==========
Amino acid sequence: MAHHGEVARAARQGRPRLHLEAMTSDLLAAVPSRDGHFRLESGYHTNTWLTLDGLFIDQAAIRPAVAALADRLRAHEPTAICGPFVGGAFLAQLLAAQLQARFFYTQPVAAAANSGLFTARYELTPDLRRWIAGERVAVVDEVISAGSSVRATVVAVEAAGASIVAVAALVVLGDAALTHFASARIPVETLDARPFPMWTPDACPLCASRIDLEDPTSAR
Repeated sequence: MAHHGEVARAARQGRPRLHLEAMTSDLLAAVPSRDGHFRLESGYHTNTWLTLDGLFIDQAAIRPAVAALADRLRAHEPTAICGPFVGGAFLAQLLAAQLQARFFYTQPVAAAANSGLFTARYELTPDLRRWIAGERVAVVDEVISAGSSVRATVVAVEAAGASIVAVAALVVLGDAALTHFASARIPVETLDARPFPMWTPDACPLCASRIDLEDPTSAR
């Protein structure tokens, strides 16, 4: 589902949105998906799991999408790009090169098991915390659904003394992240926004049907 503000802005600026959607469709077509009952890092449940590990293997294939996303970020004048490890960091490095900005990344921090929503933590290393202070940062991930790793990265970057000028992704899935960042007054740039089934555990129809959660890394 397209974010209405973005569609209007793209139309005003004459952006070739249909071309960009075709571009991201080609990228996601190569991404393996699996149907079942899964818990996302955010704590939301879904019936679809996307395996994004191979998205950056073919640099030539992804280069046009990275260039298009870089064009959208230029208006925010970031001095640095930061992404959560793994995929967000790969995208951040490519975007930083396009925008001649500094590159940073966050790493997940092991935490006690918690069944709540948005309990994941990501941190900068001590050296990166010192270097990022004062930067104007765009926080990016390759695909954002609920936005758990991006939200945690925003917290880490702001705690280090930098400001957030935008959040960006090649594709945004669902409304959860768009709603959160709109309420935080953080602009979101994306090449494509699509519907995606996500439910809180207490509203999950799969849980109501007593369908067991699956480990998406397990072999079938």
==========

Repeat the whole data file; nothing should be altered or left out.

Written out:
Amino acid sequence: MAHHGEVARAARQGRPRLHLEAMTSDLLAAVPSRDGHFRLESGYHTNTWLTLDGLFIDQAAIRPAVAALADRLRAHEPTAICGPFVGGAFLAQLLAAQLQARFFYTQPVAAAANSGLFTARYELTPDLRRWIAGERVAVVDEVISAGSSVRATVVAVEAAGASIVAVAALVVLGDAALTHFASARIPVETLDARPFPMWTPDACPLCASRIDLEDPTSAR
Repeated sequence: MAHHGEVARAARQGRPRLHLEAMTSDLLAAVPSRDGHFRLESGYHTNTWLTLDGLFIDQAAIRPAVAALADRLRAHEPTAICGPFVGGAFLAQLLAAQLQARFFYTQPVAAAANSGLFTARYELTPDLRRWIAGERVAVVDEVISAGSSVRATVVAVEAAGASIVAVAALVVLGDAALTHFASARIPVETLDARPFPMWTPDACPLCASRIDLEDPTSAR
């Protein structure tokens, strides 16, 4: 589902949105998906799991999408790009090169098991915390659904003394992240926004049907 503000802005600026959607469709077509009952890092449940590990293997294939996303970020004048490890960091490095900005990344921090929503933590290393202070940062991930790793990265970057000028992704899935960042007054740039089934555990129809959660890394 397209974010209405973005569609209007793209139309005003004459952006070739249909071309960009075709571009991201080609990228996601190569991404393996699996149907079942899964818990996302955010704590939301879904019936679809996307395996994004191979998205950056073919640099030539992804280069046009990275260039298009870089064009959208230029208006925010970031001095640095930061992404959560793994995929967000790969995208951040490519975007930083396009925008001649500094590159940073966050790493997940092991935490006690918690069944709540948005309990994941990501941190900068001590050296990166010192270097990022004062930067104007765009926080990016390759695909954002609920936005758990991006939200945690925003917290880490702001705690280090930098400001957030935008959040960006090649594709945004669902409304959860768009709603959160709109309420935080953080602009979101994306090449494509699509519907995606996500439910809180207490509203999950799969849980109501007593369908067991699956480990998406397990072999079938």